When Tim Visser made his competitive debut for Edinburgh Rugby back on September 4, 2009, he ploughed a lone furrow as the sole “foreigner” in the ranks. Fast-forward to today and it is conceivable that Visser, now qualified on residency, could be the token “Scot” in Edinburgh’s latest line-ups.
Edinburgh finished runners-up in the Celtic League in 08-09 with a home-grown team but the past year has seen an influx of foreigners into the club, with players from as far afield as Fiji, Georgia and South Africa arriving at Murrayfield.
Although the mantra of “super teams” was to keep the crème-de-la-crème of Scottish rugby in the country and nurture the best talent home soil had to offer, the need to be competitive in bread-and-butter league competition has never been more necessary.
And that is especially the case if English and French clubs succeed in making the Rabo Direct a qualifier for the Heineken Cup with only eight out of 12 clubs going through as opposed to “all-in” at present.
It was against that background that the articulate Visser chose to raise the subject of Edinburgh’s foreign legion during the launch of the club’s new kit.
Visser said: “We have foreign quality coming in to make us more competitive in the Rabo where we have really struggled when internationalists were away. I know there is some discussion at the moment in the press and the rugby community that it’s hampering young Scottish talent, etc.
“You have to look at it the other way as well. It’s tough for us to be competitive when those youngsters aren’t where they should be yet and they can’t compete at the level of the Rabo. If we can’t find them yet in the Scottish rugby community, then we have to look further afield.”
Referring to Irish coach Michael Bradley, the winger said: “That is obviously what Michael has done. I think it is brilliant. I know it is hampering young Scottish talent but we need to be more competitive in domestic league form than we ever have, especially with the expectations we built last season (reaching a Euro semi).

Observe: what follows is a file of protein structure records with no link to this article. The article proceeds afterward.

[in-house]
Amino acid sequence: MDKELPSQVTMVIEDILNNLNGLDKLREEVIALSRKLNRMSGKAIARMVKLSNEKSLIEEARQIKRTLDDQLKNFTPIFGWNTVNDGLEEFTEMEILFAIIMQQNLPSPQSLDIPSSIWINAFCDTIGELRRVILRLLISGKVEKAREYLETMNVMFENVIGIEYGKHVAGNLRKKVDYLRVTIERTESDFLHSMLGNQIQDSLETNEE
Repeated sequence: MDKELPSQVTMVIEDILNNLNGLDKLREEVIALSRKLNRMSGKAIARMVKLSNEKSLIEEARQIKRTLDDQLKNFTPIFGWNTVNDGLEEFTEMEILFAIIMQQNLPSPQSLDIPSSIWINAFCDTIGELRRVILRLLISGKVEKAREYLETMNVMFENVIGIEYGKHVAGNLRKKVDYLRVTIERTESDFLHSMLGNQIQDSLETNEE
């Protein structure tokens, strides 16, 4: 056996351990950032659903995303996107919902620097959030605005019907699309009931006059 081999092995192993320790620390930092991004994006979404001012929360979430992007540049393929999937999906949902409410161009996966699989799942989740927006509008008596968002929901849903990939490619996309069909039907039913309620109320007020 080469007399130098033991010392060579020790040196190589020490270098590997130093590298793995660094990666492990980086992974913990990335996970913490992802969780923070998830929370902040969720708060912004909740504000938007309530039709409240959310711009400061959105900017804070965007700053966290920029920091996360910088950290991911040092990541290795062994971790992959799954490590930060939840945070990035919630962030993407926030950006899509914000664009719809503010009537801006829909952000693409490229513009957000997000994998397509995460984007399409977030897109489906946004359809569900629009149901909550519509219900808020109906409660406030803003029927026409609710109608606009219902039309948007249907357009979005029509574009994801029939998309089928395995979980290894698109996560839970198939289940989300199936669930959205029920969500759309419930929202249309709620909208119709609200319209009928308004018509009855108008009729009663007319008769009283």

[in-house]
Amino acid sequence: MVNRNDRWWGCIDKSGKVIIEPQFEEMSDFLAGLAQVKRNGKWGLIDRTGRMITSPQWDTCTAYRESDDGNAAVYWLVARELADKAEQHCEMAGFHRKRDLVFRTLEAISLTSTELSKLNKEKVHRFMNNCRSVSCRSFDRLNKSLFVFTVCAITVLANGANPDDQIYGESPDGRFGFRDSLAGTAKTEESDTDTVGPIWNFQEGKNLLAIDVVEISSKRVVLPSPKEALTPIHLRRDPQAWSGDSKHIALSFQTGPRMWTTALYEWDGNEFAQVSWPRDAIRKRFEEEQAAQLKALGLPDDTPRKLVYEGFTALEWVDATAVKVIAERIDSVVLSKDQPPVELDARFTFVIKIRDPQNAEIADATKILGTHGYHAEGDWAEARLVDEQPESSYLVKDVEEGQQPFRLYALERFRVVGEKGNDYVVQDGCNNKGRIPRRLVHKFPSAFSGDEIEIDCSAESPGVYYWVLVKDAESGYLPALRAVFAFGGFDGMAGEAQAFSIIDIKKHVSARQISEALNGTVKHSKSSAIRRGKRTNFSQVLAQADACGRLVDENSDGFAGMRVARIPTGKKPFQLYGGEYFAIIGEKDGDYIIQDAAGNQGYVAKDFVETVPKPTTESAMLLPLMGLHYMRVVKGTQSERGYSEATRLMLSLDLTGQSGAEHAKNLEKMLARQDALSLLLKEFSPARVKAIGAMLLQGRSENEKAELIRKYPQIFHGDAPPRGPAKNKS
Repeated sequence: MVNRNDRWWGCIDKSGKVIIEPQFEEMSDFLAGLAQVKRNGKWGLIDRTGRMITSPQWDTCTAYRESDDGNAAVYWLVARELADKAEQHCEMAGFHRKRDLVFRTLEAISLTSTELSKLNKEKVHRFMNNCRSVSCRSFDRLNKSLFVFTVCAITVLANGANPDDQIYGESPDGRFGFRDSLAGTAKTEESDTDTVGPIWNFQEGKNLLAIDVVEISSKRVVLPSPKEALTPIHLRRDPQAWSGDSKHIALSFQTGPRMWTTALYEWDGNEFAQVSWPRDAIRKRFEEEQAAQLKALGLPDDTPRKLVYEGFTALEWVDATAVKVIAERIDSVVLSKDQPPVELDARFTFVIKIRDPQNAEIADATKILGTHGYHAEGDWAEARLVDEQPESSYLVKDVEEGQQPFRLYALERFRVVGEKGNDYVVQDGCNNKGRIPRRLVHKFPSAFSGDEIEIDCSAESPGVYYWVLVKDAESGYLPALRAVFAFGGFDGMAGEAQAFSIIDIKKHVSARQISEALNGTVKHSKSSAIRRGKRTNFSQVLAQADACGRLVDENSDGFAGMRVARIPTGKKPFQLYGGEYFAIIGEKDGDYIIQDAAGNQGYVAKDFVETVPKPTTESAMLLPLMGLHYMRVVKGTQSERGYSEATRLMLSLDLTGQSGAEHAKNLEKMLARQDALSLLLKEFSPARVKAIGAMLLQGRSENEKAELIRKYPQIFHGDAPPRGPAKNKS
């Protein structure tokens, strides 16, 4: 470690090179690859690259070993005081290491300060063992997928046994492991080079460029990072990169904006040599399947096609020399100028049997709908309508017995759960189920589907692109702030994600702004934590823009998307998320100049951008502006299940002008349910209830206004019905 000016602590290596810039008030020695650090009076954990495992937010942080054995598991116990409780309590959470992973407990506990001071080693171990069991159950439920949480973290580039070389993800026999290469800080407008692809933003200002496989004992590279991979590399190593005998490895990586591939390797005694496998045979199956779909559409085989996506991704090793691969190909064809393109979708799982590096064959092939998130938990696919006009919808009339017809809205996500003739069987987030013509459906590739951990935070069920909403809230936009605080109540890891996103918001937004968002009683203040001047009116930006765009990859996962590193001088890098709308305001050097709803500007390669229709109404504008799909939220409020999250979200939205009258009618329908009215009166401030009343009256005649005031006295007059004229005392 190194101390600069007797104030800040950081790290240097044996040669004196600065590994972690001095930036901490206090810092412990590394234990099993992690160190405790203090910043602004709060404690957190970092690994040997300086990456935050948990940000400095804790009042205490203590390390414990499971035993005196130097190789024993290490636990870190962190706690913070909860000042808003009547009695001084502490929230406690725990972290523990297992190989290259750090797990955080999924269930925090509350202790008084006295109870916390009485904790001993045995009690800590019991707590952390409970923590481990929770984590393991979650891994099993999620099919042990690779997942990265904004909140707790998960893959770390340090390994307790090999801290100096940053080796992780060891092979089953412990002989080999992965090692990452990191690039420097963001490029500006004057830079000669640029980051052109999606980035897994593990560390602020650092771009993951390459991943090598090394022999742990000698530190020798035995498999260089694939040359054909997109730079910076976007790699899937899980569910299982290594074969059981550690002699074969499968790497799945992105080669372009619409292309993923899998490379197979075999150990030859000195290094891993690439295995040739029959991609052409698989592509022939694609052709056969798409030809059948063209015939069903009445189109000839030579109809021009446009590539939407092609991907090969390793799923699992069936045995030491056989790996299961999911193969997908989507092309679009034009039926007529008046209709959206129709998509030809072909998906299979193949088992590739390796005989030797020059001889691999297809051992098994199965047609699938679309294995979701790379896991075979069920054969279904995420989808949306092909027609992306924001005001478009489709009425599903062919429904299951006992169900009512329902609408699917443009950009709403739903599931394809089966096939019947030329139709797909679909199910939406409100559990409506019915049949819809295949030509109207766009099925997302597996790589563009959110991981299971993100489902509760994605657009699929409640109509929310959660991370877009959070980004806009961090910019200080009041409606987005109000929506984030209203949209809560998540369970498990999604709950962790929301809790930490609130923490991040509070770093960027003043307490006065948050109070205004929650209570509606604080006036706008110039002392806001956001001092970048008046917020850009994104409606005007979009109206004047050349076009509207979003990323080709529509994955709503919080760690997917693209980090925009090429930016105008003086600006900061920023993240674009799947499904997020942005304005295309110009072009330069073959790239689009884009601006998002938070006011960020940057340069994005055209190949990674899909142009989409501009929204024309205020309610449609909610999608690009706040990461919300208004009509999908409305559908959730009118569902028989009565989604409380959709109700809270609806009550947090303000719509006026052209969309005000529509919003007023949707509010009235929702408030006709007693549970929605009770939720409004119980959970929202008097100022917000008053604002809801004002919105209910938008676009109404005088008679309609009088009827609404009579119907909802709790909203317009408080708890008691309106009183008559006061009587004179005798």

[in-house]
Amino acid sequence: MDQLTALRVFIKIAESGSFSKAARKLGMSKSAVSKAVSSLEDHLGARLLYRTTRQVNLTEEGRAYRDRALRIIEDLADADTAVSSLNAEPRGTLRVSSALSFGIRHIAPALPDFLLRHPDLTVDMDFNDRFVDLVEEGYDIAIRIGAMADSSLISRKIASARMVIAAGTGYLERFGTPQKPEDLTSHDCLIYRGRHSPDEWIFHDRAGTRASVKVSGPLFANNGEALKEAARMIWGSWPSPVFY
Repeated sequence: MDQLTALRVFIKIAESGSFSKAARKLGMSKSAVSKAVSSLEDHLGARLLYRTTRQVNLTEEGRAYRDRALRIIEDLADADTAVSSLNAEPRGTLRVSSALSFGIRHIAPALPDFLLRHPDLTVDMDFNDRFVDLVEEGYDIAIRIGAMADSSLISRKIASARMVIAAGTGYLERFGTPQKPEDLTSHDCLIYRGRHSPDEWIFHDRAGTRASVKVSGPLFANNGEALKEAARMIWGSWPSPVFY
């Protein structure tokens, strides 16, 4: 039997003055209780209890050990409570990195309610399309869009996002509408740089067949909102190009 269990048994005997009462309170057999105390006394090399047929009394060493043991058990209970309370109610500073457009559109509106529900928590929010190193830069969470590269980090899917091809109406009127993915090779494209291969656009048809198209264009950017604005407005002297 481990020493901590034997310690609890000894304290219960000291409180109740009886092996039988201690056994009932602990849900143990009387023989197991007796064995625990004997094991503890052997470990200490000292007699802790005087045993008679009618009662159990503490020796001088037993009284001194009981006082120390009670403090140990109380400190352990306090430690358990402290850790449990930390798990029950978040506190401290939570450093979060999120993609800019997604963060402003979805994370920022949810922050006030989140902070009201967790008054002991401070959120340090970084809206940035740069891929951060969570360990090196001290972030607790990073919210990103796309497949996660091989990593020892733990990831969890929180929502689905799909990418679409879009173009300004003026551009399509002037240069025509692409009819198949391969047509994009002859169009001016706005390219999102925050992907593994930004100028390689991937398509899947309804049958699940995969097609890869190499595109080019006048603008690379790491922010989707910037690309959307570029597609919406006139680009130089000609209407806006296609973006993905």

“Last year it was very evident that the period when the internationalists were away cost us the league. We have been able to bring players through though (Matt Scott, Tom Brown, Dave Denton and Lee Jones who won first caps last season) and that is another reason why we now have had to look further afield.”
The latest arrival is former England hooker Andy Titterrell, 31, whose presence will be another challenge for one-time Musselburgh and Currie prospect Alun Walker as he bids to depose Scotland captain Ross Ford. Only last month Heriot’s legend Kenny Milne warned of the dangers of frustrating home-grown talent.
What’s certain, though, is that the days of a player being left to train virtually on his own with Edinburgh while colleagues set off down the international trail are over.
Looking back from the vantage point of someone who qualified to gain two caps on the recent summer tour, Dutch-born Visser said: “Sometimes it was me on my own if Scotland and the A team were playing and the sevens and under-20s were involved too.
“In my first year when I was the only foreigner these were tough times but (fitness coach) Andy Boyd was brilliant at leading me through tough times and good times as well.
“A lot of what I am is a player can be attributed to Andy. He has been great developing me physically as have all the coaches I have played under in Scotland.”
Top league try-scorer in each of the past three seasons, Visser will use his international status as a spur.
“Hopefully I will be away on international duty statistically to get top Rabo try scorer again is going to be a lot tougher. I’ll still try and be up there. Try scoring is one of my traits and I want to keep it that way. I want to keep the consistency I have shown for Edinburgh.”